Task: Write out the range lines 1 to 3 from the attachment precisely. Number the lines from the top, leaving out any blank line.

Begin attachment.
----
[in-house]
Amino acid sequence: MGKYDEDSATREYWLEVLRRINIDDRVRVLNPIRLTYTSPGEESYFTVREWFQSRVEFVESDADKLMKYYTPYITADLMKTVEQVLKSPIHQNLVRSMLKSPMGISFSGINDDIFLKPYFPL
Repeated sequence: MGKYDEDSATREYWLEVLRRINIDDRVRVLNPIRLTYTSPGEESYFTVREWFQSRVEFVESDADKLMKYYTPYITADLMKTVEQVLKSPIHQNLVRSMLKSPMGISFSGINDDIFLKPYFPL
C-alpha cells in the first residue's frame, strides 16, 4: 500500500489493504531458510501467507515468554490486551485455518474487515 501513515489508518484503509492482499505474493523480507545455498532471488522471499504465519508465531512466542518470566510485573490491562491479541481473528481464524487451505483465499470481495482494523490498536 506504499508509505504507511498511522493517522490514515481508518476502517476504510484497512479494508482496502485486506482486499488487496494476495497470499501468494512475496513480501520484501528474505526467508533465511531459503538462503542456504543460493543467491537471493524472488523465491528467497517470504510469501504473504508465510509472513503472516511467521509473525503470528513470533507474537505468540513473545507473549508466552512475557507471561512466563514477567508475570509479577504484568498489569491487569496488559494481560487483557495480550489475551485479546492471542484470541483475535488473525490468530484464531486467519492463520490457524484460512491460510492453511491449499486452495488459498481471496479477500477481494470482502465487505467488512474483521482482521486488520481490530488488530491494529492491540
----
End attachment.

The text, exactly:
[in-house]
Amino acid sequence: MGKYDEDSATREYWLEVLRRINIDDRVRVLNPIRLTYTSPGEESYFTVREWFQSRVEFVESDADKLMKYYTPYITADLMKTVEQVLKSPIHQNLVRSMLKSPMGISFSGINDDIFLKPYFPL
Repeated sequence: MGKYDEDSATREYWLEVLRRINIDDRVRVLNPIRLTYTSPGEESYFTVREWFQSRVEFVESDADKLMKYYTPYITADLMKTVEQVLKSPIHQNLVRSMLKSPMGISFSGINDDIFLKPYFPL